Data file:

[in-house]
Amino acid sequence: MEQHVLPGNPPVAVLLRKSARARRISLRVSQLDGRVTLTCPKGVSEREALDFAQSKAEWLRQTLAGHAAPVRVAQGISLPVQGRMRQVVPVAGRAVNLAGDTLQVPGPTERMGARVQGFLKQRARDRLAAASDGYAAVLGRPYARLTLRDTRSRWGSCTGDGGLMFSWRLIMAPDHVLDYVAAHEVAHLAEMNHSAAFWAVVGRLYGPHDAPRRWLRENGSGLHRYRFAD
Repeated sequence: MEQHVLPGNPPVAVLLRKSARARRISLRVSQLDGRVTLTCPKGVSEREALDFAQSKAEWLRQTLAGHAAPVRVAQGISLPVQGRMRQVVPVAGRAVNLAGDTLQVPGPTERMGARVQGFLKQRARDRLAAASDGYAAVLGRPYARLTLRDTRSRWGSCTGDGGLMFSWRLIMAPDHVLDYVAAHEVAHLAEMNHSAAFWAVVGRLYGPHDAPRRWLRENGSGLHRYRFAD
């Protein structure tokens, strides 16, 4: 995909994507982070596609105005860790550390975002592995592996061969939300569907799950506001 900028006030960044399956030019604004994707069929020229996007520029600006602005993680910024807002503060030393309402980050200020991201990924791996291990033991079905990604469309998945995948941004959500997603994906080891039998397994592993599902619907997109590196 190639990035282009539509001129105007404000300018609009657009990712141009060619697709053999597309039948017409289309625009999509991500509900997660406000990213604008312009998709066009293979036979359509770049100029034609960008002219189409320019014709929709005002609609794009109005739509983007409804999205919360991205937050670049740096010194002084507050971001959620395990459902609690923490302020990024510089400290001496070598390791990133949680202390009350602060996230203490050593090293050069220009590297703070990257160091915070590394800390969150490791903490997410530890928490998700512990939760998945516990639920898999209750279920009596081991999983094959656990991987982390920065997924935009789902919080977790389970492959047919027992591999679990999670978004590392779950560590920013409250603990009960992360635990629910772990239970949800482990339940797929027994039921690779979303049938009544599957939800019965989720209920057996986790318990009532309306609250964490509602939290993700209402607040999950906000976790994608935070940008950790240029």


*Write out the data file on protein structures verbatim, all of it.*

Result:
[in-house]
Amino acid sequence: MEQHVLPGNPPVAVLLRKSARARRISLRVSQLDGRVTLTCPKGVSEREALDFAQSKAEWLRQTLAGHAAPVRVAQGISLPVQGRMRQVVPVAGRAVNLAGDTLQVPGPTERMGARVQGFLKQRARDRLAAASDGYAAVLGRPYARLTLRDTRSRWGSCTGDGGLMFSWRLIMAPDHVLDYVAAHEVAHLAEMNHSAAFWAVVGRLYGPHDAPRRWLRENGSGLHRYRFAD
Repeated sequence: MEQHVLPGNPPVAVLLRKSARARRISLRVSQLDGRVTLTCPKGVSEREALDFAQSKAEWLRQTLAGHAAPVRVAQGISLPVQGRMRQVVPVAGRAVNLAGDTLQVPGPTERMGARVQGFLKQRARDRLAAASDGYAAVLGRPYARLTLRDTRSRWGSCTGDGGLMFSWRLIMAPDHVLDYVAAHEVAHLAEMNHSAAFWAVVGRLYGPHDAPRRWLRENGSGLHRYRFAD
């Protein structure tokens, strides 16, 4: 995909994507982070596609105005860790550390975002592995592996061969939300569907799950506001 900028006030960044399956030019604004994707069929020229996007520029600006602005993680910024807002503060030393309402980050200020991201990924791996291990033991079905990604469309998945995948941004959500997603994906080891039998397994592993599902619907997109590196 190639990035282009539509001129105007404000300018609009657009990712141009060619697709053999597309039948017409289309625009999509991500509900997660406000990213604008312009998709066009293979036979359509770049100029034609960008002219189409320019014709929709005002609609794009109005739509983007409804999205919360991205937050670049740096010194002084507050971001959620395990459902609690923490302020990024510089400290001496070598390791990133949680202390009350602060996230203490050593090293050069220009590297703070990257160091915070590394800390969150490791903490997410530890928490998700512990939760998945516990639920898999209750279920009596081991999983094959656990991987982390920065997924935009789902919080977790389970492959047919027992591999679990999670978004590392779950560590920013409250603990009960992360635990629910772990239970949800482990339940797929027994039921690779979303049938009544599957939800019965989720209920057996986790318990009532309306609250964490509602939290993700209402607040999950906000976790994608935070940008950790240029």